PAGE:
Somur Abu Fida never expected his engagement to last so long.
But just months after the Syrian Arab Army soldier proposed to his fiancée in 2010, protests and violence spread across the country and plans made in times of peace fell by the wayside.
As the Syrian war dragged on year after year, so too did Abu Fida’s mandatory military service, long after he and his fellow recruits in the army’s Group 102—enlisted in 2010—completed the standard two-year period of service required of all Syrian males aged 18-42.
In 2014, members of Group 102, which is reportedly the army’s longest-serving active recruitment class, launched a public campaign demanding their right to be discharged.
Four years later—and eight years after Group 102 was first recruited—those demands appear to have been granted. On Saturday, pro-government media reported a state decision providing for the soldiers’ release, effective June 1.
The UK-based monitor Syrian Observatory for Human Rights estimates some 15,000 soldiers will be affected by the decision.
“At first, I didn’t believe what I heard,” Abu Fida tells Syria Direct’s Muhammad al-Haj Ali from his barracks in Damascus. Rumors of the long-awaited release were not uncommon in recent years.
But when he saw his name on an official list of soldiers slated for release, Abu Fida—who asked to be identified with a pseudonym—says he knew this time was different. He immediately called his fiancée back home in Latakia province.
“My first plan is to get married,” he says. The wedding date has already been set for next Saturday. “It will be a celebration of my marriage as well as my release.”
Afterwards, the 30-year-old economics graduate plans to look for work as he transitions back to “normal life.”
“Now, I can take on anything,” he says.
A pro-government fighter walks through East Ghouta in March. Photo by AFP.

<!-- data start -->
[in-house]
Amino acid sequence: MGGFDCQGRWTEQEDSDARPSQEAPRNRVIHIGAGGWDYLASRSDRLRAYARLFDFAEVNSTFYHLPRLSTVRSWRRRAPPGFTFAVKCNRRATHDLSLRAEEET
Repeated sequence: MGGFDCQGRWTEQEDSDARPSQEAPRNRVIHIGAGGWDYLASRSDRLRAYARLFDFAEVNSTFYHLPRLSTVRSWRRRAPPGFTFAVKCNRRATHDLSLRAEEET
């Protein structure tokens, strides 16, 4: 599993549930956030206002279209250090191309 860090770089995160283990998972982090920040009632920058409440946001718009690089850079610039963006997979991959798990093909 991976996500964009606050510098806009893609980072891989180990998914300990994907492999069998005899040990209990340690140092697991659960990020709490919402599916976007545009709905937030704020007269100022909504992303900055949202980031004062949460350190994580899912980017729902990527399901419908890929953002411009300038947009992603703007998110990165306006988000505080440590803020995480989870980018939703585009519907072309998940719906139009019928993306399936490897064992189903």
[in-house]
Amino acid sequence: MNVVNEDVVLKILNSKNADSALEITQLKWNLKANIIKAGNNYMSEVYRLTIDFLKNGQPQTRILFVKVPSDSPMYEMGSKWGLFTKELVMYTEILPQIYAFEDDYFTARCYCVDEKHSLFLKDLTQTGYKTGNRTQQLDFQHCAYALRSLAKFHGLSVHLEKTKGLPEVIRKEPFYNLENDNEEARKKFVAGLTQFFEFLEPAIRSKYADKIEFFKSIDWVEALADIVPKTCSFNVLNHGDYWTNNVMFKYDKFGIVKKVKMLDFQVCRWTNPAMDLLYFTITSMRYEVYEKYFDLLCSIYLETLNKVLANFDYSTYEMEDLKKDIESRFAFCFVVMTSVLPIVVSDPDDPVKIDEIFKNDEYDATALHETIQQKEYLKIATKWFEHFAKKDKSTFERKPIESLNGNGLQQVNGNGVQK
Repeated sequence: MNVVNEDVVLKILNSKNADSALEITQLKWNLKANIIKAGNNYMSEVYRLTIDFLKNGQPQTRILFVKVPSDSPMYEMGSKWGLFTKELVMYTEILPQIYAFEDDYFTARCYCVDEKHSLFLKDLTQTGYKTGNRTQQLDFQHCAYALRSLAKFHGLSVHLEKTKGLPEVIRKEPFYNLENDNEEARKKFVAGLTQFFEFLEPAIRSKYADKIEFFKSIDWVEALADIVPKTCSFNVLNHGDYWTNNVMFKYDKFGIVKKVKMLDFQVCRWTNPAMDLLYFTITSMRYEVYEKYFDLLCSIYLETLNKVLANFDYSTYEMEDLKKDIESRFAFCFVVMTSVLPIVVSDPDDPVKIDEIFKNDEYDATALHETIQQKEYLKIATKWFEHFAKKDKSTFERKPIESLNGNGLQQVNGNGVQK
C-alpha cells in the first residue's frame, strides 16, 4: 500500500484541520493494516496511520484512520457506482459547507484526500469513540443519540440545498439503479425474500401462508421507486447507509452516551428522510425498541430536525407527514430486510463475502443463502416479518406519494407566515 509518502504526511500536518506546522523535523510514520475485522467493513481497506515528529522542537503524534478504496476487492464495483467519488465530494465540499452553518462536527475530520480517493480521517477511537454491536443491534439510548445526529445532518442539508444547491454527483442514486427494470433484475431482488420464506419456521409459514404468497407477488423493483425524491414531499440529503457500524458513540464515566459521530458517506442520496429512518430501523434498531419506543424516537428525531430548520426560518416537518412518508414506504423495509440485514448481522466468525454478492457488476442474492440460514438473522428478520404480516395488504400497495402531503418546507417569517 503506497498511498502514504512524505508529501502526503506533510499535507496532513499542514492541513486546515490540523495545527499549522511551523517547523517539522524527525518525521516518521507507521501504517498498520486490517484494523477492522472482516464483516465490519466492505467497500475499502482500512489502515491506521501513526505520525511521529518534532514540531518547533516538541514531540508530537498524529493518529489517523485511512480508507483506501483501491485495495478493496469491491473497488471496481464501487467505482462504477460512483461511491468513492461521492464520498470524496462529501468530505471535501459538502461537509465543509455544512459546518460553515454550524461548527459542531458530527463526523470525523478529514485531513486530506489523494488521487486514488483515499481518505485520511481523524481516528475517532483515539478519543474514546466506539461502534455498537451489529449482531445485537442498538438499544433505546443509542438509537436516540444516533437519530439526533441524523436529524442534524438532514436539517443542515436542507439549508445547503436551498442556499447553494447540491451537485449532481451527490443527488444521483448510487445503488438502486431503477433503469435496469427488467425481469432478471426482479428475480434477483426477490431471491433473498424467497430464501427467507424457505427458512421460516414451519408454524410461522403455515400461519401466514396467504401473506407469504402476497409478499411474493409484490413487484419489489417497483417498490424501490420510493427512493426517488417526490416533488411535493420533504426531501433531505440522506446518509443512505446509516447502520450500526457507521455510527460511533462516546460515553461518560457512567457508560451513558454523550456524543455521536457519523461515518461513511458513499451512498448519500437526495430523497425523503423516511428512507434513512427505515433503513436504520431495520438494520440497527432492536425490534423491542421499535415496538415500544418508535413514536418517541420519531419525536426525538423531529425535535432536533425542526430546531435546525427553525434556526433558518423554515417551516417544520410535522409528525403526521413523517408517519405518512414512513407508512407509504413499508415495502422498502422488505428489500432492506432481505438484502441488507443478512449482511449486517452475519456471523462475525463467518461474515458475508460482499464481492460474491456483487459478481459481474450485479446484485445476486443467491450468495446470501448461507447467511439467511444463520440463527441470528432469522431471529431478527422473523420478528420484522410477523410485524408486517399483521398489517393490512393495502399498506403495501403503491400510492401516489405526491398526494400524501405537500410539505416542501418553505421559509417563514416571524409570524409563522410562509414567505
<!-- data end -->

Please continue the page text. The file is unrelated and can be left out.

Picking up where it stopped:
Q: How did you feel when you heard about the release? How did you know the news was real, and not a rumor like previous times?
At first, I didn’t believe what I heard, since we’ve heard the same rumor a million times. Before, our officers would immediately deny the rumor each time. This time, however, no denial came for a long time, and then the decision reached my regiment and my name was on the list.
At that moment, I didn’t know what to do, or who to tell first—my family or my fiancée? I couldn’t decide how to act. But after a half hour, I spoke to my fiancée and told her the news, and then I spoke with my family. I could hear the sound of people ululating in the background as I talked to my dad on the phone.
Thank God, I’m preparing my documents and my things so that I can return to my family and my fiancée.
Q: What will you do now? What are your plans?
There are many plans in my mind right now. But of course, the first plan is to get married. I agreed with my family and my fiancée that [the marriage] will be the day after I get out [of the army], which is June 2. It will be a celebration of my marriage as well as my release from the army.
After my honeymoon, I’ll have to look for work. I’m especially excited about this, to return to normal life.
For now, these are the most important things that I’ll do after my release. I have many ideas in mind, but marriage and work are the most important. My wife and I are planning to immediately have a child.